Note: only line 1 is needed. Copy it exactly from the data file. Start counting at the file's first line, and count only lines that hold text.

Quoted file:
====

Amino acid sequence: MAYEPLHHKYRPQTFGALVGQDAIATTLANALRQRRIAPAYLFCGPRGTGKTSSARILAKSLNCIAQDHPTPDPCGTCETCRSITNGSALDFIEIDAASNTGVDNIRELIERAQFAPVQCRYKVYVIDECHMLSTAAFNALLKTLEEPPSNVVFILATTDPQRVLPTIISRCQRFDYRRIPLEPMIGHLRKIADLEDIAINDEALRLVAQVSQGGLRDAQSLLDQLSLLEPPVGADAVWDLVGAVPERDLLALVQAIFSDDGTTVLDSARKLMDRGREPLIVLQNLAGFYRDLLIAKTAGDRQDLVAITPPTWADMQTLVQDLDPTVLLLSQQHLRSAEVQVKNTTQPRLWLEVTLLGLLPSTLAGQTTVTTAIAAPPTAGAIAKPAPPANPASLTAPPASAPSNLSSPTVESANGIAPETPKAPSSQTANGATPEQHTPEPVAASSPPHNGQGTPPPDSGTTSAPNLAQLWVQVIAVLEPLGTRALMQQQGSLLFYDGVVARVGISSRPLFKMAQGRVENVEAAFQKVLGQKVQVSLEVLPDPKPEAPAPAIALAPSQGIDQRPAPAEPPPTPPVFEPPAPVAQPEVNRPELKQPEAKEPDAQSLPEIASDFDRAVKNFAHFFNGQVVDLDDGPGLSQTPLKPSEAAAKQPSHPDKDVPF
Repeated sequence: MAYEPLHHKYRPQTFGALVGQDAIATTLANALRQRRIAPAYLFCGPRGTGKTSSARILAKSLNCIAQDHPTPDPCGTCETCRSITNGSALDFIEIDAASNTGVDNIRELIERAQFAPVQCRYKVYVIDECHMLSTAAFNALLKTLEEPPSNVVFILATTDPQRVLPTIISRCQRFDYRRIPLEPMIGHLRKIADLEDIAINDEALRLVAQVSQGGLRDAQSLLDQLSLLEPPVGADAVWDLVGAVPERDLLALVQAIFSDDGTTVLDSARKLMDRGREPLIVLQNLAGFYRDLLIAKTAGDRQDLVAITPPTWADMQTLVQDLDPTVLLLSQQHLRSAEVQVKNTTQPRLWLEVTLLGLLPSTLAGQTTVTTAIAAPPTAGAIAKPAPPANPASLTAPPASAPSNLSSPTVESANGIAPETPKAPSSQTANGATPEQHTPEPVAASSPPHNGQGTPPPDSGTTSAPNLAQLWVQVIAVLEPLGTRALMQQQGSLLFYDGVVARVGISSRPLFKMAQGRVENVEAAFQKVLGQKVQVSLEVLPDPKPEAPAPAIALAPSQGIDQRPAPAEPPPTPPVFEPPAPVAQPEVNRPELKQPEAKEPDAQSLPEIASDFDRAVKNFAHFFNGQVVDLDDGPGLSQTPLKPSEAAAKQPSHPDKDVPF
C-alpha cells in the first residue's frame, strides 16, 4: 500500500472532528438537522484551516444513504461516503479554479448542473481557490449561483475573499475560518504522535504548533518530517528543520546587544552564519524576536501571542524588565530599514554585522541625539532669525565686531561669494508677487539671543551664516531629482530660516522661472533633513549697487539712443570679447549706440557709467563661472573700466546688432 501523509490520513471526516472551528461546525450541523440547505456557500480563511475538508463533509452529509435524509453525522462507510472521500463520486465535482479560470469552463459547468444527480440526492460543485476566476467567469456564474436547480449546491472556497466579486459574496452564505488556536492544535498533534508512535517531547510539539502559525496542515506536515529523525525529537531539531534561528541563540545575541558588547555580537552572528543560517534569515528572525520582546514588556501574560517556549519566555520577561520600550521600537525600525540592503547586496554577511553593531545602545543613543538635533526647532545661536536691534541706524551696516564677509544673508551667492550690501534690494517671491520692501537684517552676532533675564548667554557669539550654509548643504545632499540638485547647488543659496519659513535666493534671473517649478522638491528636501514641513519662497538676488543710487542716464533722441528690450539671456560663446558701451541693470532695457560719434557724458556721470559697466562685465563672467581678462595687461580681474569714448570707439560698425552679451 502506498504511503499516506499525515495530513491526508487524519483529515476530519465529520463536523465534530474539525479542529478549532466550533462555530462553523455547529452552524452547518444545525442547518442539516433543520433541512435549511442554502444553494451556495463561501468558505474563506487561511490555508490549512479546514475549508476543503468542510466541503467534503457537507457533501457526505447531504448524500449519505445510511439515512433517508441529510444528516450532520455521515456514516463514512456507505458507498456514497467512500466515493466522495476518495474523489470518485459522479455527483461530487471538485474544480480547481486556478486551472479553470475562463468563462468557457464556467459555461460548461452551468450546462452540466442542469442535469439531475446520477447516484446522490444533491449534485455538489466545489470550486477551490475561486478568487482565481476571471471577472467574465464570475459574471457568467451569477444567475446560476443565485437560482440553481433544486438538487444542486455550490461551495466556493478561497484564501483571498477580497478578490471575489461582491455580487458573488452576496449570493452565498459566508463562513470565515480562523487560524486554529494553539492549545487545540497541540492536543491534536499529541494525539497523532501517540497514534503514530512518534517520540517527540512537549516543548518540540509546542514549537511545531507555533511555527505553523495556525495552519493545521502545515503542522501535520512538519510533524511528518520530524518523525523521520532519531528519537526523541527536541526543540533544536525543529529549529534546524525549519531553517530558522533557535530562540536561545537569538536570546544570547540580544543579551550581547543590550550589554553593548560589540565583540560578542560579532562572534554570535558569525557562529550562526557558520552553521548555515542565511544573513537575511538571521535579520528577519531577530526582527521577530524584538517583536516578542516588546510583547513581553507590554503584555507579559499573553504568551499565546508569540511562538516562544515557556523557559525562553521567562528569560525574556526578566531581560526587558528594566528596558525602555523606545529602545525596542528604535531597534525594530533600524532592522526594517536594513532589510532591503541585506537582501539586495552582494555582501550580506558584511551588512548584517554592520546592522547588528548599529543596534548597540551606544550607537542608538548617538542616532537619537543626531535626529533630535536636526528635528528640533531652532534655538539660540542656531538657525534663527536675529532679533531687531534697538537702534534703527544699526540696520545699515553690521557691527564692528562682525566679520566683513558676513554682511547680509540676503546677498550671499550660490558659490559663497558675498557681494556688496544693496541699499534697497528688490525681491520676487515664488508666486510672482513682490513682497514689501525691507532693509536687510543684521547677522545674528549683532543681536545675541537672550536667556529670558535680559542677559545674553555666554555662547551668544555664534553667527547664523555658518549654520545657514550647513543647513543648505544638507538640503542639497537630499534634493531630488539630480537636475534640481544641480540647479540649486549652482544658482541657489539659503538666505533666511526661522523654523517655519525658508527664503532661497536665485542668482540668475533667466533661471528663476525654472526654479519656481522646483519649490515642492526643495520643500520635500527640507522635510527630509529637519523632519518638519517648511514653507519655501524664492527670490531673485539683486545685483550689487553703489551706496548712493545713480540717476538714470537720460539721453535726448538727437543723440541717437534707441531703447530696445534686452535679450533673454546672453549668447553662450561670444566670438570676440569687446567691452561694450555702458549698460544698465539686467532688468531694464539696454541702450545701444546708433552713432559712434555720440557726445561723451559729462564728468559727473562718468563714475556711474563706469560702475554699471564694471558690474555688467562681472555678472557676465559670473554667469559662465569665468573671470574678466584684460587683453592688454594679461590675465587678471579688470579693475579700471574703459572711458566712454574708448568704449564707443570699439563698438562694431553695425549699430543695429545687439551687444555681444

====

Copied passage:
Amino acid sequence: MAYEPLHHKYRPQTFGALVGQDAIATTLANALRQRRIAPAYLFCGPRGTGKTSSARILAKSLNCIAQDHPTPDPCGTCETCRSITNGSALDFIEIDAASNTGVDNIRELIERAQFAPVQCRYKVYVIDECHMLSTAAFNALLKTLEEPPSNVVFILATTDPQRVLPTIISRCQRFDYRRIPLEPMIGHLRKIADLEDIAINDEALRLVAQVSQGGLRDAQSLLDQLSLLEPPVGADAVWDLVGAVPERDLLALVQAIFSDDGTTVLDSARKLMDRGREPLIVLQNLAGFYRDLLIAKTAGDRQDLVAITPPTWADMQTLVQDLDPTVLLLSQQHLRSAEVQVKNTTQPRLWLEVTLLGLLPSTLAGQTTVTTAIAAPPTAGAIAKPAPPANPASLTAPPASAPSNLSSPTVESANGIAPETPKAPSSQTANGATPEQHTPEPVAASSPPHNGQGTPPPDSGTTSAPNLAQLWVQVIAVLEPLGTRALMQQQGSLLFYDGVVARVGISSRPLFKMAQGRVENVEAAFQKVLGQKVQVSLEVLPDPKPEAPAPAIALAPSQGIDQRPAPAEPPPTPPVFEPPAPVAQPEVNRPELKQPEAKEPDAQSLPEIASDFDRAVKNFAHFFNGQVVDLDDGPGLSQTPLKPSEAAAKQPSHPDKDVPF